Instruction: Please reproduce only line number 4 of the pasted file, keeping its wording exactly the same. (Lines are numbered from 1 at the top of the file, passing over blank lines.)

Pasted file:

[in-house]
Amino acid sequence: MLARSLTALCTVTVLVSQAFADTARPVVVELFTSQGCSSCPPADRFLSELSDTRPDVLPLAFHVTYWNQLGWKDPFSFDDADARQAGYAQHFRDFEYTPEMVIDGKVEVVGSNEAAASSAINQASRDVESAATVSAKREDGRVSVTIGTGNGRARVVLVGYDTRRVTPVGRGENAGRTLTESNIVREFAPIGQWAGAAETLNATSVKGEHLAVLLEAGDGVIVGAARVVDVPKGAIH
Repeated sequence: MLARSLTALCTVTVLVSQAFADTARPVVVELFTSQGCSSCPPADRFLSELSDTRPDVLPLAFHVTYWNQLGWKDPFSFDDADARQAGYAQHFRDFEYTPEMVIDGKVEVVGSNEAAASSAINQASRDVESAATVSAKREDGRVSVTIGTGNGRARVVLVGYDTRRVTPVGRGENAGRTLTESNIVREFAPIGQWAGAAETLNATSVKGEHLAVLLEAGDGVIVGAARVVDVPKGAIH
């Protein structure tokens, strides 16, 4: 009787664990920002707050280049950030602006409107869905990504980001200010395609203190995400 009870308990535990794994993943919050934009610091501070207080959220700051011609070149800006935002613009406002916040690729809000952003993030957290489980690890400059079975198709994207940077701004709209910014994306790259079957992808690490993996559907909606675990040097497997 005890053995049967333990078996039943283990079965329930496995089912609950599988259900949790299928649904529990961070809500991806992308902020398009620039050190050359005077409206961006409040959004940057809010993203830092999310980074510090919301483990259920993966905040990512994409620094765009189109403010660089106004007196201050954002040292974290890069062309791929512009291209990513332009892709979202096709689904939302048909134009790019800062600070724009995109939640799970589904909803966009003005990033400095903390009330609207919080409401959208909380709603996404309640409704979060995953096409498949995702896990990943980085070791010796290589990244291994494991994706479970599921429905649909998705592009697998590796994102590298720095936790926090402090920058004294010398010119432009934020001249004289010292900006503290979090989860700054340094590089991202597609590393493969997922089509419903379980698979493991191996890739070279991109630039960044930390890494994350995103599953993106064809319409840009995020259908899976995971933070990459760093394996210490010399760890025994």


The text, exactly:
């Protein structure tokens, strides 16, 4: 009787664990920002707050280049950030602006409107869905990504980001200010395609203190995400 009870308990535990794994993943919050934009610091501070207080959220700051011609070149800006935002613009406002916040690729809000952003993030957290489980690890400059079975198709994207940077701004709209910014994306790259079957992808690490993996559907909606675990040097497997 005890053995049967333990078996039943283990079965329930496995089912609950599988259900949790299928649904529990961070809500991806992308902020398009620039050190050359005077409206961006409040959004940057809010993203830092999310980074510090919301483990259920993966905040990512994409620094765009189109403010660089106004007196201050954002040292974290890069062309791929512009291209990513332009892709979202096709689904939302048909134009790019800062600070724009995109939640799970589904909803966009003005990033400095903390009330609207919080409401959208909380709603996404309640409704979060995953096409498949995702896990990943980085070791010796290589990244291994494991994706479970599921429905649909998705592009697998590796994102590298720095936790926090402090920058004294010398010119432009934020001249004289010292900006503290979090989860700054340094590089991202597609590393493969997922089509419903379980698979493991191996890739070279991109630039960044930390890494994350995103599953993106064809319409840009995020259908899976995971933070990459760093394996210490010399760890025994």